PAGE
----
Communication – how children experience speech development
Babies and toddlers are born with all the skills they need to interact with their environment. These include spoken language, facial expressions, gestures and body language. This means that they can communicate with other people right from birth. This is also important because communicating urgent needs ensures survival, whether it is individual sounds that express a desire for physical contact, or the baby needing to cry and scream to register its discomfort. Normally, parents intuitively know what their baby is trying to communicate and can understand the sounds and facial expressions of their little ones in the same way they understand spoken language.
Little by little, toddlers learn to speak. A child's language development takes a very long time. Although the speech centre in the brain is already in place at birth and the organs and muscles required to speak are formed, each child learns its own language skills at its own speed. Therefore, the age when a child begins to speak also varies considerably. In the same way, all children are different in the speed with which they can expand their vocabulary and form sentences.
When do children start speaking?
Some children are already speaking their first words at the age of nine months, others exactly on their first birthday, while others take their time until they reach the age of two. In the course of their third year, the number of words that children actively incorporate into the language they use increases exponentially. Experts currently think that children learn their first 50 words at a very slow pace. Later on, they can learn up to 10 new words a day! This phase lasts from approximately 18 months up to the age of 6.
Language development is fun
As a rule, children enjoy speaking and are very creative with sounds, words, sentences and their voices. Everyday situations can easily be used to encourage children in the wonderful process of language development. Many words as well as grammar and pronunciation are broadened and consolidated by active practise: when they are playing a puzzle or board game, reading books and reading them aloud, looking at picture books, experimenting or singing. The possibilities are endless! You can find lots of suggestions and tips in our language development section.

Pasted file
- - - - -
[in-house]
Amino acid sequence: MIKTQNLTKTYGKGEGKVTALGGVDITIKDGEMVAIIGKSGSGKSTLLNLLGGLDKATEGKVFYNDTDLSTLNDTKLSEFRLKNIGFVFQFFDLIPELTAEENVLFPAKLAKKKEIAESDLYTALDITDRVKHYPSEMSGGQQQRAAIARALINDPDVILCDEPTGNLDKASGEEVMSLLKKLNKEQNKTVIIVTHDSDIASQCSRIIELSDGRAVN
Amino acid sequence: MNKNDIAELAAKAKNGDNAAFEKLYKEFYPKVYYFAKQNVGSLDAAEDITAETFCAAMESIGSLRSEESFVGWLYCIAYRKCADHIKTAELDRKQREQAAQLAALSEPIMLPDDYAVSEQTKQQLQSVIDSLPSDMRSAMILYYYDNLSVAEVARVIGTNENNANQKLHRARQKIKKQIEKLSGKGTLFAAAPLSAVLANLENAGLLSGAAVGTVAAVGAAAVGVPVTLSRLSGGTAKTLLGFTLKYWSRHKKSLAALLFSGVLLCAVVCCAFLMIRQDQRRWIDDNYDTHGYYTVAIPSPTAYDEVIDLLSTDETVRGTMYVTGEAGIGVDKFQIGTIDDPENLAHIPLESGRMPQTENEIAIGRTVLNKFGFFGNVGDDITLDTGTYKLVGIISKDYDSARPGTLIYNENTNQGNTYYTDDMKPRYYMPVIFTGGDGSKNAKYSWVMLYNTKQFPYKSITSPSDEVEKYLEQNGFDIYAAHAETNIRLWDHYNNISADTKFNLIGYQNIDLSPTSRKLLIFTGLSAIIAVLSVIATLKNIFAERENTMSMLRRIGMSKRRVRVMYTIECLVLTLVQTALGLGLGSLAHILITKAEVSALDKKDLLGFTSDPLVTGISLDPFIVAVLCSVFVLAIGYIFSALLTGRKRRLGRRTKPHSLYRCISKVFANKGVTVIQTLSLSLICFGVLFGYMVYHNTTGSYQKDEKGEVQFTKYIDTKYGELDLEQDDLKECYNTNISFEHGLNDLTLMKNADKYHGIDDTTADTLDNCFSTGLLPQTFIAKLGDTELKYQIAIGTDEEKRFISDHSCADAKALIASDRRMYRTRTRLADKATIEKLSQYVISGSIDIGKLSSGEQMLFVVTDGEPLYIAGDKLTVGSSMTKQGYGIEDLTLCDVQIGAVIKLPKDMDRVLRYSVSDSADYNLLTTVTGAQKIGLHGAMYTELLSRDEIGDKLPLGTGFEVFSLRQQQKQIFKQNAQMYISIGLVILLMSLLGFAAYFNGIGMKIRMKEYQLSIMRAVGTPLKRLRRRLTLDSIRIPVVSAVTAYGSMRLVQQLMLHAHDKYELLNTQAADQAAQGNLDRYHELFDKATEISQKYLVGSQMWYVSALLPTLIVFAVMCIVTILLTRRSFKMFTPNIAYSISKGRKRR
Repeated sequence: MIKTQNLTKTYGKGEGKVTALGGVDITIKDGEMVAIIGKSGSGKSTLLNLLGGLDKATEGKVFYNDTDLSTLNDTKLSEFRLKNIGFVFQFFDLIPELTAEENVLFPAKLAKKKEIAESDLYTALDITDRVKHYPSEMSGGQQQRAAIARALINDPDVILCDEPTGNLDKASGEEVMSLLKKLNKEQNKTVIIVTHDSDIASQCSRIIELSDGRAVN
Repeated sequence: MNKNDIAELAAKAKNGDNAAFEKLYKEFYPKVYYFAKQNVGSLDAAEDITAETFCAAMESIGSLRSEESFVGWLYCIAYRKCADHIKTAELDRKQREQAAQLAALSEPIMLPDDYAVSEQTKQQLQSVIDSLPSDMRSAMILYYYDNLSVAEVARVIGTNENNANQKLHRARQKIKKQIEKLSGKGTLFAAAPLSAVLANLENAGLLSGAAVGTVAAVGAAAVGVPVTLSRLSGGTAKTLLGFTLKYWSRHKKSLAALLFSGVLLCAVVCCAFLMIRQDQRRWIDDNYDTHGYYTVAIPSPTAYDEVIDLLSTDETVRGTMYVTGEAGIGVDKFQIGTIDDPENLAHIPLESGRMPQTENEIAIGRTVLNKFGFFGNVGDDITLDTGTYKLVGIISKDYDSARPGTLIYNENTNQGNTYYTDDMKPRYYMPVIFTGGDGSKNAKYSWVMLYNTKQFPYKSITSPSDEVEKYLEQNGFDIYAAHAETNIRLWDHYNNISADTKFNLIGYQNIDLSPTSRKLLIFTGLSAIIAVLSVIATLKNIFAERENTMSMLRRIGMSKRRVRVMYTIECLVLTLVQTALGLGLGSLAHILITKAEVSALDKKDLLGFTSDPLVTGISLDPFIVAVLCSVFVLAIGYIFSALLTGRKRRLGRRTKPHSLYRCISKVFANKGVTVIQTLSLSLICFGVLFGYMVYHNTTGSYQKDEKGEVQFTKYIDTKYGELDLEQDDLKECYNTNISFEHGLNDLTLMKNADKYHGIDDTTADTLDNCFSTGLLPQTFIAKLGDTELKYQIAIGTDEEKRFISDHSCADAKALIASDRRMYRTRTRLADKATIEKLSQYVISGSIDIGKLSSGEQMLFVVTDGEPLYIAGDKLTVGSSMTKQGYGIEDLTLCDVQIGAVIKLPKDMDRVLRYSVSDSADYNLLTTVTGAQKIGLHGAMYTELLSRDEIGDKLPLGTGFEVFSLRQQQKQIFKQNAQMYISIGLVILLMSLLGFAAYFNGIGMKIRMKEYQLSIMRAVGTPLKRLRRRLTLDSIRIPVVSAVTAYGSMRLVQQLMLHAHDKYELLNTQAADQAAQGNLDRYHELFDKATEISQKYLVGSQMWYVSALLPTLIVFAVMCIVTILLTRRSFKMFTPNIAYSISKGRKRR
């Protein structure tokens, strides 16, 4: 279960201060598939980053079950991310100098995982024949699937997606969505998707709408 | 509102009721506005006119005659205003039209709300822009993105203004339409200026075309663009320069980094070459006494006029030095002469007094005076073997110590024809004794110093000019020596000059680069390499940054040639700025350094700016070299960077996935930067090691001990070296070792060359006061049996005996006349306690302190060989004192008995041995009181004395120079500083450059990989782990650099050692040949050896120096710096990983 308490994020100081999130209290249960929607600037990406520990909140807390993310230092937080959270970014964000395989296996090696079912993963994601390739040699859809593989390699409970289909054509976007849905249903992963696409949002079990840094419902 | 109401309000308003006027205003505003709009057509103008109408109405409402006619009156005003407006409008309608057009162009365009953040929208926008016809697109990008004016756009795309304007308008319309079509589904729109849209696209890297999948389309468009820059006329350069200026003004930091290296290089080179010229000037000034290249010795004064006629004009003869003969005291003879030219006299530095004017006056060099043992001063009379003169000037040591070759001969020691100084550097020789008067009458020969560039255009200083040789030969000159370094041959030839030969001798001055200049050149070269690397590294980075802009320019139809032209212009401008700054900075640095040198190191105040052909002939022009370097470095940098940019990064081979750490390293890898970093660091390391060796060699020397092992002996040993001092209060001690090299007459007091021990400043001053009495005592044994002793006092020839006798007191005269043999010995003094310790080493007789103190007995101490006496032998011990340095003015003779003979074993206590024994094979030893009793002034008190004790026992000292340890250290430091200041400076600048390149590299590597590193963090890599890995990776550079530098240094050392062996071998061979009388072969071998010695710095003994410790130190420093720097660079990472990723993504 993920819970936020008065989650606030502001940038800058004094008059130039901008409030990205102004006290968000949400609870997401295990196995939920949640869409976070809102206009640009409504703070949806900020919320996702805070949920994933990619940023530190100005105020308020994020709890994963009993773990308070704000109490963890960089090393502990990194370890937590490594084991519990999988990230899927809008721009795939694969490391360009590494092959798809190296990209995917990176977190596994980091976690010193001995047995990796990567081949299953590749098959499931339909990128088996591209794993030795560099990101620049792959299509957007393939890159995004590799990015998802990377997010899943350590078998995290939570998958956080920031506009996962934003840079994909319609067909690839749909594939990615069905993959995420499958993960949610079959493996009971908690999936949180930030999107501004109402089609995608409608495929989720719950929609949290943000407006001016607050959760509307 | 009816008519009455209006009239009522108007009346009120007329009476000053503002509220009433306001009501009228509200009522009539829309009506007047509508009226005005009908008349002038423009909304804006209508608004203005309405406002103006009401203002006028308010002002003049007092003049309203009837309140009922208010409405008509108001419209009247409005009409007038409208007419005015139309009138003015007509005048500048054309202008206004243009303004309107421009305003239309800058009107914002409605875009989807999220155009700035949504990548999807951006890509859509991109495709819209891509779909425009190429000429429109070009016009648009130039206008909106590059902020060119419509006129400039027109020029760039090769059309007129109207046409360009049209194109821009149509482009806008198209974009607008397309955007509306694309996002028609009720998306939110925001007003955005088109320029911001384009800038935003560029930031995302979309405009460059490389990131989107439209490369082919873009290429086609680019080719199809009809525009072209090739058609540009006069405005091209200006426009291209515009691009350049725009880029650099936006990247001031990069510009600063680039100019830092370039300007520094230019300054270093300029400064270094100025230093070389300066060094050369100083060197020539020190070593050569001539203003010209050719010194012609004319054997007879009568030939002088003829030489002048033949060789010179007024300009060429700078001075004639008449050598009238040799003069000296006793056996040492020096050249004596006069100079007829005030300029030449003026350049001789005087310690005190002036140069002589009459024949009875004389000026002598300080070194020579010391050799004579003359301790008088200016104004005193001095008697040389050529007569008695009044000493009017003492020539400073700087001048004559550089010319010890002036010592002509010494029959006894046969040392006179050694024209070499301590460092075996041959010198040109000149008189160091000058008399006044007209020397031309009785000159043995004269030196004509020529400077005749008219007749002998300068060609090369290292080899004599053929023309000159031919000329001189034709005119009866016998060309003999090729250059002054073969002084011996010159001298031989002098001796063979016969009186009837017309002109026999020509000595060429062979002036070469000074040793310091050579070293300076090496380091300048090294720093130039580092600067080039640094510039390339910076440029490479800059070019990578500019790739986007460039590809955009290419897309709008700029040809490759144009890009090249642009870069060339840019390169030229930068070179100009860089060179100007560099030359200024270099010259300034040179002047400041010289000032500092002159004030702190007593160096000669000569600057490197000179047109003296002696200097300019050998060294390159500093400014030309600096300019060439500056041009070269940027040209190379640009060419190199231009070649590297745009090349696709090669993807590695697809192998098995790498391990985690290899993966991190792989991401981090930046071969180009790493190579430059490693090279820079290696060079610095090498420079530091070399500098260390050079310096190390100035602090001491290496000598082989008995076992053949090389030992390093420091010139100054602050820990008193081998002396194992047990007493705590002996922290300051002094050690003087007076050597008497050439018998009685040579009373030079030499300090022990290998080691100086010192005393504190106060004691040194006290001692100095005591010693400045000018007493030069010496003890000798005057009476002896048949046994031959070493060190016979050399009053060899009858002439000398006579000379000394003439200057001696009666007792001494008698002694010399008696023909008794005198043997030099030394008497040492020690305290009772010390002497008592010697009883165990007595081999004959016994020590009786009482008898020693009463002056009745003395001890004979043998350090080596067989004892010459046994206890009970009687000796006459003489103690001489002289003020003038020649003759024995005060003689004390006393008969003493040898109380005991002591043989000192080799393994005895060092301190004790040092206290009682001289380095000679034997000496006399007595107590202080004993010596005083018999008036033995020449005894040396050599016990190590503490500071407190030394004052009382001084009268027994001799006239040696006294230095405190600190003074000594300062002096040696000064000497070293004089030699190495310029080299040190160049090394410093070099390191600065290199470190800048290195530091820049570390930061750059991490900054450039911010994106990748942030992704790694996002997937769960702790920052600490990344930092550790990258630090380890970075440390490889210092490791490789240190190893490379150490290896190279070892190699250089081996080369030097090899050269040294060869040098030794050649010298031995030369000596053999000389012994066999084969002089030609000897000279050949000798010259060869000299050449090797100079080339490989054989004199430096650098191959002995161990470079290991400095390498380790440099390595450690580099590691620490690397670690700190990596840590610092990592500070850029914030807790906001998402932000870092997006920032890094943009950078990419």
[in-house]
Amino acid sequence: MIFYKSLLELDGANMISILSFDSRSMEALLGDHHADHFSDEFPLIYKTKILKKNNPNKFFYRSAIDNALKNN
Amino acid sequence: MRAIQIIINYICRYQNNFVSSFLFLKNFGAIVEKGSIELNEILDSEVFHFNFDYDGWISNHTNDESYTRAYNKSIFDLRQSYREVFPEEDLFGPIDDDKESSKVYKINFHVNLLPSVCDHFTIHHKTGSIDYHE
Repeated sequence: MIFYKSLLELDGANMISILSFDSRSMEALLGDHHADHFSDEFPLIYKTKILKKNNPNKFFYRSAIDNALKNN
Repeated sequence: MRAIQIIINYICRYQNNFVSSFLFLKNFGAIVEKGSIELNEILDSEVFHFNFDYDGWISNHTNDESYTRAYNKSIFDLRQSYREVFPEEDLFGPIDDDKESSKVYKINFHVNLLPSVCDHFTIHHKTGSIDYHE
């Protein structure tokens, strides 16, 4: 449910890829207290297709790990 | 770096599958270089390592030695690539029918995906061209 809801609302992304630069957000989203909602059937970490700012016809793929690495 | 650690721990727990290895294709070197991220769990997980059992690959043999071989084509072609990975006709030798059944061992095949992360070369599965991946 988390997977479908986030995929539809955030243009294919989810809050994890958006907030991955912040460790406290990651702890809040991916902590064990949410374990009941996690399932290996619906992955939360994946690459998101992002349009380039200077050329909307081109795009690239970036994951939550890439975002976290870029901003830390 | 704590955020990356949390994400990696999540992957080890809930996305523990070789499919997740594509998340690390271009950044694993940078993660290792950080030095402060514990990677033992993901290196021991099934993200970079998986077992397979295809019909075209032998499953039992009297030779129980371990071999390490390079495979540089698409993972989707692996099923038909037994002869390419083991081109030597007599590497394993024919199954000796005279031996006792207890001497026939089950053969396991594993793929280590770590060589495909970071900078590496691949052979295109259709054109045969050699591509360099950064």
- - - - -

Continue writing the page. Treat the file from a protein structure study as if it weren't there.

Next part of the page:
Playfully encouraging communication development
Fostering the development of communication with dolls
Role play is a wonderful way to get into conversation with each other. Particularly when they are playing with dolls, children process things they have experienced in their everyday lives and often adopt the role of a parent. They often repeat conversations or sometimes remain completely silent, but even then, they are telling a story in their head and in doing so are expanding their linguistic abilities.
Read also how HABA dolls can help children explore their daily lives in a playful way.
Fostering the development of communication with children's toys
Language development in children can also be fostered by playing games together. Not only does the HABA classic orchard expand vocabulary, language comprehension and sentence forms, it has also been a lot of funfor children and their families for many generations! You can get more information in our instructions for playful language development with the orchard.
Fostering the development of communication with children's books
Good stories inspire children to speak. That's why reading aloud is so important for language development. It also boosts children's personality and social skills. This way, regular reading aloud at a fixed time becomes the time for extensive cuddling and a feeling of well-being. Babies can play with buggy books, and at one year of age children are old enough for their first board picture books with simple illustrations and short rhymes. Later on, they enjoy little stories and their first non-fiction books about everyday life, their favourite animals, vehicles and toys. You can find more information in our manual for fun language learning with books.